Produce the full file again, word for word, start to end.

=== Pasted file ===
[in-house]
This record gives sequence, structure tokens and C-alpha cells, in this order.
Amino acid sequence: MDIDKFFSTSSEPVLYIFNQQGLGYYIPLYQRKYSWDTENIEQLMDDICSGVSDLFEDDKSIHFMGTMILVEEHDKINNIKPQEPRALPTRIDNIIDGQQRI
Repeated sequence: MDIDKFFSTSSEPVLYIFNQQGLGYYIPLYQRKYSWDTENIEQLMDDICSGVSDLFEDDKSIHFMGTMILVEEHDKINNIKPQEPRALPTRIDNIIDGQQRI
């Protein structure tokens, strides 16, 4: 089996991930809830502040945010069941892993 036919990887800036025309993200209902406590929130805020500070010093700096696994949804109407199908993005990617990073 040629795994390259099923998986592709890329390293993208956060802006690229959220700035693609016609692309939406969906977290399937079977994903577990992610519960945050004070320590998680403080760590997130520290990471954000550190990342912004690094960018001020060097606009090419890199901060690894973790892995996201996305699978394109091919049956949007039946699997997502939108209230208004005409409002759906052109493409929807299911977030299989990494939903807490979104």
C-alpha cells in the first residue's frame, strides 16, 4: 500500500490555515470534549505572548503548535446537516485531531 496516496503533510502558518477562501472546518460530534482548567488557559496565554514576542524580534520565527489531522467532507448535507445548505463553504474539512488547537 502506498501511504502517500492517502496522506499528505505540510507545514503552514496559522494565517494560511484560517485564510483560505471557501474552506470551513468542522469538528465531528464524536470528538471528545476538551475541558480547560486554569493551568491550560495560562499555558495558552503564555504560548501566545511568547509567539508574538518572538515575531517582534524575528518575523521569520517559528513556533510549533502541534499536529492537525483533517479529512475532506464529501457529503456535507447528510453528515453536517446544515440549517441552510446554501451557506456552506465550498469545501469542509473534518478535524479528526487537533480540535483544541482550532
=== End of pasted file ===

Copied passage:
[in-house]
This record gives sequence, structure tokens and C-alpha cells, in this order.
Amino acid sequence: MDIDKFFSTSSEPVLYIFNQQGLGYYIPLYQRKYSWDTENIEQLMDDICSGVSDLFEDDKSIHFMGTMILVEEHDKINNIKPQEPRALPTRIDNIIDGQQRI
Repeated sequence: MDIDKFFSTSSEPVLYIFNQQGLGYYIPLYQRKYSWDTENIEQLMDDICSGVSDLFEDDKSIHFMGTMILVEEHDKINNIKPQEPRALPTRIDNIIDGQQRI
């Protein structure tokens, strides 16, 4: 089996991930809830502040945010069941892993 036919990887800036025309993200209902406590929130805020500070010093700096696994949804109407199908993005990617990073 040629795994390259099923998986592709890329390293993208956060802006690229959220700035693609016609692309939406969906977290399937079977994903577990992610519960945050004070320590998680403080760590997130520290990471954000550190990342912004690094960018001020060097606009090419890199901060690894973790892995996201996305699978394109091919049956949007039946699997997502939108209230208004005409409002759906052109493409929807299911977030299989990494939903807490979104």
C-alpha cells in the first residue's frame, strides 16, 4: 500500500490555515470534549505572548503548535446537516485531531 496516496503533510502558518477562501472546518460530534482548567488557559496565554514576542524580534520565527489531522467532507448535507445548505463553504474539512488547537 502506498501511504502517500492517502496522506499528505505540510507545514503552514496559522494565517494560511484560517485564510483560505471557501474552506470551513468542522469538528465531528464524536470528538471528545476538551475541558480547560486554569493551568491550560495560562499555558495558552503564555504560548501566545511568547509567539508574538518572538515575531517582534524575528518575523521569520517559528513556533510549533502541534499536529492537525483533517479529512475532506464529501457529503456535507447528510453528515453536517446544515440549517441552510446554501451557506456552506465550498469545501469542509473534518478535524479528526487537533480540535483544541482550532